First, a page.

1. Therese Brandl – Therese Brandl was a Nazi concentration camp guard. In March 1942, Brandl was one of several SS women to be assigned to Auschwitz I camp. Her duties included watching as the SS Rapportaufseherin. In October 1942, she was moved to the newly opened Auschwitz II camp at Birkenau. She was executed. Born in Staudach-Egerndach, Bavaria, Brandl entered Ravensbrück camp in March 1940 to begin her training under SS-Oberaufseherin Johanna Langefeld. In the summer of 1943, she received a medal for her "good conduct" in the camps. In November 1944, all children were transferred to the gypsy camp. Not many reports have surfaced at Muhldorf. She ultimately fled on 27 April 1945, weeks before the arrival of the United States Army. On 29 the U.S. Army arrested her in the Bavarian mountains of Germany and sent her to a holding camp to await questioning. In November 1947 she was tried by the Polish authorities along with Mandl, Luise Danz, Hildegard Lächert and Alice Orlowski at Kraków. On 22 Brandl was convicted of participating in the selection of inmates to be put to death. She was hanged in prison on 28 January four days before her 46th birthday. Female guards in Nazi concentration camps G. Álvarez, Mónica.Therese Brandl – Brandl at the time of her arrest, 1945
2. Maria Mandl – Mandl was born in Münzkirchen, the daughter of a shoemaker. On 15 she, along with other prisoners, were sent to the newly opened Ravensbrück concentration camp near Berlin. She oversaw punishments such as beatings and floggings. Her control over her female subordinates was absolute. The only man Mandl reported to was the commandant. She controlled all the female Auschwitz camps and female subcamps including at Hindenburg, Lichtewerden and Raisko. Mandl took a liking to Irma Grese, whom she promoted to head of the Hungarian women's camp at Birkenau. At Auschwitz, Mandl was known as The Beast, for the next two years she participated in selections for death and other documented abuses. She signed inmate lists, sending an estimated half a million women and children to their deaths in the gas chambers at Auschwitz I and II. Mandl created the Women's Orchestra of Auschwitz to accompany roll calls, transports. Music was ordered for all occasions, for the addresses of the Camp Commanders, for the transports and whenever anybody was hanged..." For services rendered, Mandl was awarded the War Merit Cross 2nd class. In May 1945, Mandl fled to her birthplace, Münzkirchen. The United States Army arrested Mandl on 10 August 1945. Interrogations reportedly revealed her to be highly intelligent and dedicated to her work in the camps.Maria Mandl – Mandl after her arrest by US troops, 1945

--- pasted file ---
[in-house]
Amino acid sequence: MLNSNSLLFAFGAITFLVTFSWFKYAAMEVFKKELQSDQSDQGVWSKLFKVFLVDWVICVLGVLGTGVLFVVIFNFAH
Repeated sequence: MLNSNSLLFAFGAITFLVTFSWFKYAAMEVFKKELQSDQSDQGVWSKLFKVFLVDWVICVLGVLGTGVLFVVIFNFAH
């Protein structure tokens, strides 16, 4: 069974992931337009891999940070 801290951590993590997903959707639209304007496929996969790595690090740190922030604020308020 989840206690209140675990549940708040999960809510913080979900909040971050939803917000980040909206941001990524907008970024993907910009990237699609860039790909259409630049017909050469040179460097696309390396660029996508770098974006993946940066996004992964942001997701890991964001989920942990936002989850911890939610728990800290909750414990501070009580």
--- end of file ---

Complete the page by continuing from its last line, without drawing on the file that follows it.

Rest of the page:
3. Marie Antoinette – Marie Antoinette (/ˈmæriˌæntwəˈnɛt/, /ˌɑ̃ːntwə-/, /ˌɑ̃ːtwə-/, US /məˈriː-/; French:; born Maria Antonia Josepha Johanna, was the last Queen of France prior to the French Revolution. She was the second youngest child of Empress Maria Theresa and Francis I, Holy Roman Emperor. To Louis-Auguste, heir apparent to the French throne, she became Dauphine of France. After eight years of marriage, Marie Antoinette gave birth to a daughter, Marie-Thérèse Charlotte, the first of her four children. The Diamond Necklace affair damaged her reputation further. On 21 September 1792, the monarchy was abolished. Maria Antonia was born in Vienna. She was her husband Francis I, Holy Roman Emperor. Her godparents were Mariana Victoria, King and Queen of Portugal; Archduchess Maria Anna acted as proxies for their newborn sister. Shortly after her birth, she was placed under the care of the Governess of the Imperial children, Countess von Brandeis. Maria Antonia was raised with her three-year older sister Maria Carolina, with whom she had a lifelong close relationship. As to her relationship with her mother, her daughter loved each other. Despite the private tutoring she received, results of her schooling were less than satisfactory. At the age of ten she could not write correctly in any language commonly used at court, such as Italian. Conversations with her were stilted.Marie Antoinette – Marie Antoinette with the Rose Portrait by Louise Élisabeth Vigée Le Brun, 1783.
4. Elisabeth Plainacher – Elisabeth Plainacher, or Elsa Plainacher, was an alleged Austrian witch. She was the only person executed in the city of Vienna. Elsa Plainacher's parents operated a mill by the Danube. She had children. When her daughter Margaret died, she became the guardian of her four grandchildren by her. Only one, Anna, was left. Anna suffered from epilepsy, seen as a sign of the Devil. Elsa was seen as responsible also for the deaths of her husband and three other grandchildren. Elsa was taken to Vienna, where her case was overseen by the Jesuit inquisitor Georg Scherer. During the interrogations, she confessed under torture. She was sentenced to be executed by burning. Anita Lackenberger, Ein teuflisches Werk. Die Torturen der Hexe von Wien, Folterprotokoll 1583Elisabeth Plainacher – Elisabeth Plainacher